Drug Law

Congress Lifts Ban on D.C. Medical Marijuana Law

| by Marijuana Policy Project

By Ben Morris

The U.S. Senate Sunday passed historic legislation to end the decade-long ban on implementing a medical marijuana law in Washington, D.C. This marks the first time in history Congress has changed a marijuana law for the better. Only Obama’s signature is needed for the change to become law.

This is not only a huge victory for medical marijuana patients in the nation’s capital, it marks a historic shift on the medical marijuana issue nationwide. This is the first time Congress has given its assent to a state or local law that permits medical use of marijuana. Coming on top of the announcement that the Justice Department will no longer interfere with state medical marijuana laws, this shows that the ground has fundamentally shifted.

Before the D.C. law can go into effect, the city council will need to transmit the original 1998 initiative to Congress for a 30-day review period, which is not expected to present an obstacle. The law will take effect at the conclusion of this review, and the D.C. government will then be charged with creating regulations to govern the implementation of the initiative’s language.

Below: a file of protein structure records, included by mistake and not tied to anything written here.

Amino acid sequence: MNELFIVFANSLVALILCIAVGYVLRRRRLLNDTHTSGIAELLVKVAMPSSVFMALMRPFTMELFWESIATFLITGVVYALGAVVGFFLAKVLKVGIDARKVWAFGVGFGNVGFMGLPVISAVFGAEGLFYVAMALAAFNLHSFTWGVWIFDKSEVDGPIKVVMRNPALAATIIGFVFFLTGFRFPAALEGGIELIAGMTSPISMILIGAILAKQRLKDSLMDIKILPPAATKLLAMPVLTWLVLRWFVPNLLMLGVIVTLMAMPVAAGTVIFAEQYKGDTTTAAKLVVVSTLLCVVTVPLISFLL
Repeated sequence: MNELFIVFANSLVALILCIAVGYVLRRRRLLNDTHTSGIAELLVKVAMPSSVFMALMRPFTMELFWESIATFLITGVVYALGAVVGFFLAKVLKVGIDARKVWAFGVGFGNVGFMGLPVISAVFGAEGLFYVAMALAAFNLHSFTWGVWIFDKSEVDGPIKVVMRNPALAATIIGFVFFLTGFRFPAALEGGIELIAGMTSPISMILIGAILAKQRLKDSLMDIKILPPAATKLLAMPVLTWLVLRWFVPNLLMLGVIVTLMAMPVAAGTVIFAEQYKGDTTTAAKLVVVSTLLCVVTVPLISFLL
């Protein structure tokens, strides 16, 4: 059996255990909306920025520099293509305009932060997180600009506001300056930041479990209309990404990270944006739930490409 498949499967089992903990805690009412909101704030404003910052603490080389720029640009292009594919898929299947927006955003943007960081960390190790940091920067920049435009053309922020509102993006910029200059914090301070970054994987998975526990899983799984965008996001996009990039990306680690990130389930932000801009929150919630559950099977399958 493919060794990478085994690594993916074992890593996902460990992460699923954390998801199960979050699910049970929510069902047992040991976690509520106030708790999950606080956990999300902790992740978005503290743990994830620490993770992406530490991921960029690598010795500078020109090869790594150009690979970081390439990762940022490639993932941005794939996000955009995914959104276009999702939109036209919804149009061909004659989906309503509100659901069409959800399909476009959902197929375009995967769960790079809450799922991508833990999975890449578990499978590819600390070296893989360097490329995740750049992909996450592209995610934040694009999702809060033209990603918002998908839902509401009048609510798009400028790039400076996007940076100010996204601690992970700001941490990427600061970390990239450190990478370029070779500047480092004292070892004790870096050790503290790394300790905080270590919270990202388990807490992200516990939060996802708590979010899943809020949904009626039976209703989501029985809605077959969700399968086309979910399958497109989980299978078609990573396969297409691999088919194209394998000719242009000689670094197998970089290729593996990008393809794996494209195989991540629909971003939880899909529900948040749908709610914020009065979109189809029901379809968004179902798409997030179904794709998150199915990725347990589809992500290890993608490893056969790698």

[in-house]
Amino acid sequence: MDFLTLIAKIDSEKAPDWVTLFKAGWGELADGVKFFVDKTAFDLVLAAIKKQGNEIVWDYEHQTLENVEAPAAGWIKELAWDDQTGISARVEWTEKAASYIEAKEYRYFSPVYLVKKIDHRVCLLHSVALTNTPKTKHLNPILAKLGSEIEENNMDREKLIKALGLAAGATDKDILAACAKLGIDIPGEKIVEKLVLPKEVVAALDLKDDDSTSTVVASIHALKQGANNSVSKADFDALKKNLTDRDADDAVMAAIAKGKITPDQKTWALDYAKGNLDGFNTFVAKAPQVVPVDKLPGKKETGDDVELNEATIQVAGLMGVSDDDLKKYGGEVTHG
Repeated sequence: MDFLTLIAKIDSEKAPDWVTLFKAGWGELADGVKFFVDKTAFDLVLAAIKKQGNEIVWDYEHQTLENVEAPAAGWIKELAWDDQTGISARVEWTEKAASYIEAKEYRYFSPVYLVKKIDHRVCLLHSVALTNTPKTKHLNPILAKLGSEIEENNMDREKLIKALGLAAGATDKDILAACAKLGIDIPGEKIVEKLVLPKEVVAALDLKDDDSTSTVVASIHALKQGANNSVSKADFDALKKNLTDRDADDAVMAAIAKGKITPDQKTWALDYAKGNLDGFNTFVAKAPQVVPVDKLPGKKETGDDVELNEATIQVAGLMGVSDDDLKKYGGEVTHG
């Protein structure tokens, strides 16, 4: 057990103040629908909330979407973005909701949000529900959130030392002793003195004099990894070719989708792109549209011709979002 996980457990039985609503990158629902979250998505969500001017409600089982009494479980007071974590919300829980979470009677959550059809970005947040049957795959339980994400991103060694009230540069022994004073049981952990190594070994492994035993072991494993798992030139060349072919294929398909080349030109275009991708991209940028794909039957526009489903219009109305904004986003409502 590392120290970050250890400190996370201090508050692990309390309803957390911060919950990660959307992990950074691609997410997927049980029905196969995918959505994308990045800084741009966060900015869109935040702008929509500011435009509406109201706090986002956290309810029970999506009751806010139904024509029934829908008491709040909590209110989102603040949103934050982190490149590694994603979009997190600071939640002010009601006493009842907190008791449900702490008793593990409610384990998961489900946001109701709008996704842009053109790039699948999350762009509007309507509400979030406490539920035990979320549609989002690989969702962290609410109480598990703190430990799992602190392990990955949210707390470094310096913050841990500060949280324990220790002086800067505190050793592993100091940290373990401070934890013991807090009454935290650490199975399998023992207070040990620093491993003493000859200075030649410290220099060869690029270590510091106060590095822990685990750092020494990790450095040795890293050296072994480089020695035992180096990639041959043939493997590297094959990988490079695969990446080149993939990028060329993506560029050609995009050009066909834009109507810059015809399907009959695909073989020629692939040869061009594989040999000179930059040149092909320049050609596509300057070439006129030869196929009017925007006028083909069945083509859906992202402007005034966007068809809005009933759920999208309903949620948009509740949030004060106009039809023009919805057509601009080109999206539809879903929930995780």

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It seems that Congress is finally listening to voters, who have supported protection for medical marijuana patients for well over a decade, as well as to the medical community’s growing recognition of marijuana’s medical value. Lifting the ban on D.C.’s law falls far short of sweeping, national reform, but it is surely a sign of good things to come.